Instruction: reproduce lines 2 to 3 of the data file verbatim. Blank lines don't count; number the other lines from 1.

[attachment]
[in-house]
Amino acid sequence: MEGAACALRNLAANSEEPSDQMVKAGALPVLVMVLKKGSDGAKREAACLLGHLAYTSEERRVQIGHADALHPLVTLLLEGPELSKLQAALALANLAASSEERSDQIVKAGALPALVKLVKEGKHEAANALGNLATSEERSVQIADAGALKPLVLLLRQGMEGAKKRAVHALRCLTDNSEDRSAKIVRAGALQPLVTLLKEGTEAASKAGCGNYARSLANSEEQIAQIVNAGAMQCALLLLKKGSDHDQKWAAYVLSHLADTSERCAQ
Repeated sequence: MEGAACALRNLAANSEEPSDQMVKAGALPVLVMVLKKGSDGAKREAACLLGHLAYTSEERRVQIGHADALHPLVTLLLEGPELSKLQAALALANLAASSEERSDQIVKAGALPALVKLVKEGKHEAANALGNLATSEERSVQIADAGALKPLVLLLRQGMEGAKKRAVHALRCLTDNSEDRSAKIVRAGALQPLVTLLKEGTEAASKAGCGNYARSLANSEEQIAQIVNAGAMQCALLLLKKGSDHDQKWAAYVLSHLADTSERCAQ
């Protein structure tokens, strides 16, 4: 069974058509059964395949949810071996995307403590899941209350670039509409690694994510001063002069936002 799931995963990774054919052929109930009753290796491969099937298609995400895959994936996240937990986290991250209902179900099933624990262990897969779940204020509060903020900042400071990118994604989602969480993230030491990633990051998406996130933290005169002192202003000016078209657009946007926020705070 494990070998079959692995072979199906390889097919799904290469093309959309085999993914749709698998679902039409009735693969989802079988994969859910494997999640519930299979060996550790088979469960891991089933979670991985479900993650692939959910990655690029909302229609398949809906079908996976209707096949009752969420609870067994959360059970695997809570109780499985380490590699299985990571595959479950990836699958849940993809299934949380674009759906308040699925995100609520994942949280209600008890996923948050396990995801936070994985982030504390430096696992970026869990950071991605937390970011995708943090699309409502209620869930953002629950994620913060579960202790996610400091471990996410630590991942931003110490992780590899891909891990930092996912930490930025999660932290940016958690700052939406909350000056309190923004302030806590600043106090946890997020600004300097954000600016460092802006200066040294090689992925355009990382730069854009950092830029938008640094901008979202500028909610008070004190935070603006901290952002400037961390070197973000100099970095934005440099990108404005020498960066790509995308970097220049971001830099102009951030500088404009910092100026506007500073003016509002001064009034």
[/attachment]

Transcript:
Amino acid sequence: MEGAACALRNLAANSEEPSDQMVKAGALPVLVMVLKKGSDGAKREAACLLGHLAYTSEERRVQIGHADALHPLVTLLLEGPELSKLQAALALANLAASSEERSDQIVKAGALPALVKLVKEGKHEAANALGNLATSEERSVQIADAGALKPLVLLLRQGMEGAKKRAVHALRCLTDNSEDRSAKIVRAGALQPLVTLLKEGTEAASKAGCGNYARSLANSEEQIAQIVNAGAMQCALLLLKKGSDHDQKWAAYVLSHLADTSERCAQ
Repeated sequence: MEGAACALRNLAANSEEPSDQMVKAGALPVLVMVLKKGSDGAKREAACLLGHLAYTSEERRVQIGHADALHPLVTLLLEGPELSKLQAALALANLAASSEERSDQIVKAGALPALVKLVKEGKHEAANALGNLATSEERSVQIADAGALKPLVLLLRQGMEGAKKRAVHALRCLTDNSEDRSAKIVRAGALQPLVTLLKEGTEAASKAGCGNYARSLANSEEQIAQIVNAGAMQCALLLLKKGSDHDQKWAAYVLSHLADTSERCAQ